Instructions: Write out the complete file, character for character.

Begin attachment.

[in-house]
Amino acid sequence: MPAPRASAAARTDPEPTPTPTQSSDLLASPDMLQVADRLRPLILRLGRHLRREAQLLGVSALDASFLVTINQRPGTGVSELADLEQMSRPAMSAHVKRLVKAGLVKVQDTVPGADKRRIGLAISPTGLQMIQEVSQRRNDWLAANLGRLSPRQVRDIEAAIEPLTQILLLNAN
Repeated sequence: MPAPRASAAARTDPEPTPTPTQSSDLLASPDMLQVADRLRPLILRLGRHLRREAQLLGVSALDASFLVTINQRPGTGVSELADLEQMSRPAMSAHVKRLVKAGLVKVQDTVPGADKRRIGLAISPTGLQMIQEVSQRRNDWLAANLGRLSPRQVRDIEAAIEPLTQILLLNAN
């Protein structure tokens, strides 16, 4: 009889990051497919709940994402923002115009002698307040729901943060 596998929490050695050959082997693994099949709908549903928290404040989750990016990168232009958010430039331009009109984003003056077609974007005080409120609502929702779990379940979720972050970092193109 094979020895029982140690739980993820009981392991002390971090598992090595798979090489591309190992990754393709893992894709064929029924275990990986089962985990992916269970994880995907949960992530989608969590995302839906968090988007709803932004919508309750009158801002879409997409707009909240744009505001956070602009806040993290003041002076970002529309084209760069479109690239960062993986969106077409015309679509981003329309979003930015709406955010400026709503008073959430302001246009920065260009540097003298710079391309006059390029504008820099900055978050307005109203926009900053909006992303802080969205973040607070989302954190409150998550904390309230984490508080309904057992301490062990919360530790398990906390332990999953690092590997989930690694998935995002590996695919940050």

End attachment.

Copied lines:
[in-house]
Amino acid sequence: MPAPRASAAARTDPEPTPTPTQSSDLLASPDMLQVADRLRPLILRLGRHLRREAQLLGVSALDASFLVTINQRPGTGVSELADLEQMSRPAMSAHVKRLVKAGLVKVQDTVPGADKRRIGLAISPTGLQMIQEVSQRRNDWLAANLGRLSPRQVRDIEAAIEPLTQILLLNAN
Repeated sequence: MPAPRASAAARTDPEPTPTPTQSSDLLASPDMLQVADRLRPLILRLGRHLRREAQLLGVSALDASFLVTINQRPGTGVSELADLEQMSRPAMSAHVKRLVKAGLVKVQDTVPGADKRRIGLAISPTGLQMIQEVSQRRNDWLAANLGRLSPRQVRDIEAAIEPLTQILLLNAN
């Protein structure tokens, strides 16, 4: 009889990051497919709940994402923002115009002698307040729901943060 596998929490050695050959082997693994099949709908549903928290404040989750990016990168232009958010430039331009009109984003003056077609974007005080409120609502929702779990379940979720972050970092193109 094979020895029982140690739980993820009981392991002390971090598992090595798979090489591309190992990754393709893992894709064929029924275990990986089962985990992916269970994880995907949960992530989608969590995302839906968090988007709803932004919508309750009158801002879409997409707009909240744009505001956070602009806040993290003041002076970002529309084209760069479109690239960062993986969106077409015309679509981003329309979003930015709406955010400026709503008073959430302001246009920065260009540097003298710079391309006059390029504008820099900055978050307005109203926009900053909006992303802080969205973040607070989302954190409150998550904390309230984490508080309904057992301490062990919360530790398990906390332990999953690092590997989930690694998935995002590996695919940050």